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I've been working on a project in class and the code I have written so far works well. A big part of my code uses nested switch statements. While I'm going to turn it in the way it is now, I would like to know for future reference if nested switch statements are generally frowned upon.

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    Don't you want to show the code? – anton.vodostoev Mar 15 '16 at 8:45
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    I think this is way too opinion based. For example, I absolutely hate switches and never use them. I use chains of if-else-if. That sends many people up a wall, as do their switches me. I can imagine nested switches being especially bad, but then I hated single switches. See the problem? – user3995702 Mar 15 '16 at 8:49
  • It really comes down to what you are doing. Sometimes it is the best option. Sometimes it is unnecessary. If you can avoid it it is often cheaper to not nest loops. However, increased complexity of the code itself is much worse so if a nested loop is the correct way to go, then great. However, try to make it recursive if you start getting more than 3 nested loops. – Noobs DeSroobs Mar 15 '16 at 8:50
  • From the poing of view of OO: c2.com/cgi/wiki?SwitchStatementsSmell – Яois Mar 15 '16 at 8:50
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    Solution to switching on multiple conditions here. Would this be helpful? stackoverflow.com/q/34414983/2015579 – Richard Hodges Mar 15 '16 at 9:02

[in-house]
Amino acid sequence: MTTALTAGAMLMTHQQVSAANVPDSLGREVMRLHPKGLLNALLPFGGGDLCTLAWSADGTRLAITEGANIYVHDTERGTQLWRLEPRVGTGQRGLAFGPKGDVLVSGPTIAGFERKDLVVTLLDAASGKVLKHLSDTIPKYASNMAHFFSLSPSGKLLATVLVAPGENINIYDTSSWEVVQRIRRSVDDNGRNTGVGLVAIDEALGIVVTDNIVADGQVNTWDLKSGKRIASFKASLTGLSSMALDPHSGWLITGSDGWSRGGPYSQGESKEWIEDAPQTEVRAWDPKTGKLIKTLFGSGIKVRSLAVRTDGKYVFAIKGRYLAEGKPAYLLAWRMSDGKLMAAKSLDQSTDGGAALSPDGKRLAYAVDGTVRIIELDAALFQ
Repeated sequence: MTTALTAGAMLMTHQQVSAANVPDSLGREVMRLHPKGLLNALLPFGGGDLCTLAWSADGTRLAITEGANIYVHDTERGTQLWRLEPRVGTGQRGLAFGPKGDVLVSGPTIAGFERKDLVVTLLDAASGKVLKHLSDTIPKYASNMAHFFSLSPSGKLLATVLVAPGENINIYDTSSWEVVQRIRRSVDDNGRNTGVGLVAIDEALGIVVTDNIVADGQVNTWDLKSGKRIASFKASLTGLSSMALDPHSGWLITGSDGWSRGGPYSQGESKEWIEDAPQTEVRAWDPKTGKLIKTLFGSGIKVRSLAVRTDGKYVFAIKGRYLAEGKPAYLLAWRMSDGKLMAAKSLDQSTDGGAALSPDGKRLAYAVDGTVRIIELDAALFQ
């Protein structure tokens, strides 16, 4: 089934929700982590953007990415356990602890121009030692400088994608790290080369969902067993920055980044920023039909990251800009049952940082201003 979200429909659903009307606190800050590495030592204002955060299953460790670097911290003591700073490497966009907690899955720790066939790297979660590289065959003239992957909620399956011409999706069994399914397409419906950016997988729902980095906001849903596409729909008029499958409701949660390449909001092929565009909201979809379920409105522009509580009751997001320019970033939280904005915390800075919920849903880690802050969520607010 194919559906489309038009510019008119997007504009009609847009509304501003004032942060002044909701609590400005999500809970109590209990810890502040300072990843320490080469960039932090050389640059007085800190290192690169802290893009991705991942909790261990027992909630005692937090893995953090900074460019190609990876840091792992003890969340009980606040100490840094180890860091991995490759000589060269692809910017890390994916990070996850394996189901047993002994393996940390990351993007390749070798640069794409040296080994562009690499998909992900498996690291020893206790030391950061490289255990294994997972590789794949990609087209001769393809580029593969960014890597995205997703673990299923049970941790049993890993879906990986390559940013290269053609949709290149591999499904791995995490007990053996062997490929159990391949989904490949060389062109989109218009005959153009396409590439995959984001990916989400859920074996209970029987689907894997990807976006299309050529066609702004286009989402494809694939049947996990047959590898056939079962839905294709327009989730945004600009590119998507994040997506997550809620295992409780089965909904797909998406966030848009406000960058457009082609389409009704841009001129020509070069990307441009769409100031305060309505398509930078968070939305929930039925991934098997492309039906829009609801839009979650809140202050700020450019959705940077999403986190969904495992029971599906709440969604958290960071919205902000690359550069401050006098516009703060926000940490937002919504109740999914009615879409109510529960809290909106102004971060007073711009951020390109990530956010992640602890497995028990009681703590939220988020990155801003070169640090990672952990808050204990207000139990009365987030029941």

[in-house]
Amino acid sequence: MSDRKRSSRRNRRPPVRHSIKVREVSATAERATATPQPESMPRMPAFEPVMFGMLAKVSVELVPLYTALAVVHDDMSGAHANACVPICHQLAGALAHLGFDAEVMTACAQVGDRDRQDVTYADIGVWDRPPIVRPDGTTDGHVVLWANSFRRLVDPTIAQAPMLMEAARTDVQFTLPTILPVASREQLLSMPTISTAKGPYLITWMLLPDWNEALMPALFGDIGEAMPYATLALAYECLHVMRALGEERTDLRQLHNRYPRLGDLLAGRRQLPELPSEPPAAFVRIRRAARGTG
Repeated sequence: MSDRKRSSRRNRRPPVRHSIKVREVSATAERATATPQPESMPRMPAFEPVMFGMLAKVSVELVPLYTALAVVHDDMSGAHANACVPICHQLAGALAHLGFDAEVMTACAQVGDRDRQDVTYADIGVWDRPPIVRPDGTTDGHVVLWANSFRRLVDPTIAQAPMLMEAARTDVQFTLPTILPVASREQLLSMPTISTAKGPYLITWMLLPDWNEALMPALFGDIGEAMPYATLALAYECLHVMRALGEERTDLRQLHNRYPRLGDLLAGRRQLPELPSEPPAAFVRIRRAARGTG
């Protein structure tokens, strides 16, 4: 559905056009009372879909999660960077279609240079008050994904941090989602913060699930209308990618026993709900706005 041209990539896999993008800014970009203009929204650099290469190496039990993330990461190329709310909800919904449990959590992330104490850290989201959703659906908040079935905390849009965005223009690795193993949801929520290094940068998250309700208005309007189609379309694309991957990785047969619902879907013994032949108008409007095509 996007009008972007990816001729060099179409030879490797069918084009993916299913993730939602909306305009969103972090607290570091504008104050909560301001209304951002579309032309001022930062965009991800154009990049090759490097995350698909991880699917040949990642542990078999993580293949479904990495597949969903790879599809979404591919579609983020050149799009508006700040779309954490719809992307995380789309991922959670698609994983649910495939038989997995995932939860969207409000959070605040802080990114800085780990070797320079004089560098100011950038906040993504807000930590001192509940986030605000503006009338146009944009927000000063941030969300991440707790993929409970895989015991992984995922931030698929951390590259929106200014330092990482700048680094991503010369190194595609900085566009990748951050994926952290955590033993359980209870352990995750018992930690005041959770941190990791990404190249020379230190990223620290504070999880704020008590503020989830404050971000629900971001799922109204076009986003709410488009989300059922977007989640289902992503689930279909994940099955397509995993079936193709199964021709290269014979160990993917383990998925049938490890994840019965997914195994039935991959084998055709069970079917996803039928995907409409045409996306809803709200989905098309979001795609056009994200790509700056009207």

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As you've probably noticed, because you asked, they're not exactly the easiest things to follow, so I would generally try to avoid them where possible.

This doesn't mean you can't do that kind of control flow - the trick being to split the cases out into their own functions. This lets someone read the top level switch, comprehend its branches and what happens (because you'll of course have given your functions good, descriptive names), and then they can examine each function in turn to understand the next level if they need to.

To avoid the cost of a function call which would previously have been unnecessary you can mark the functions inline to make the compiler effectively copy the body of the function to the call site.

It'd end up looking something like this incredibly genericised and incomplete skeleton:

int main() {
    int thing;
    char second_level_thing;

    // various code which produces thing and second_level_thing

    switch (thing) {
    case 0: do_zero_case(second_level_thing); break;
    case 1: do_one_case(); break;
    default: do_default_case(); break;
    }

    // the rest of main
}

inline void do_zero_case(char second_level_thing) {
   switch (second_level_thing) {
     case 'a': // 0 -> a branch code
     // etc...
   }
}

// etc...

Do not call your functions things like do_zero_case! Name them after what it actually does.

I would add that if multiple levels are inspecting the same value there's something very odd going on.

There are also alternative control flows available through use of OOP techniques (virtual method calls in a variety of forms), templates, higher-order functions and so forth. Sometimes a nice simple switch statement or two is exactly what you need though!

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Generally speaking, if and switch statements are more "costy" in terms of calculations for the proccessor, because you force the assembler to make new guesses (for what the next instructions will be) every time you jump from case to case. Try to use as less possible if your prime concern is algorithm efficiency.

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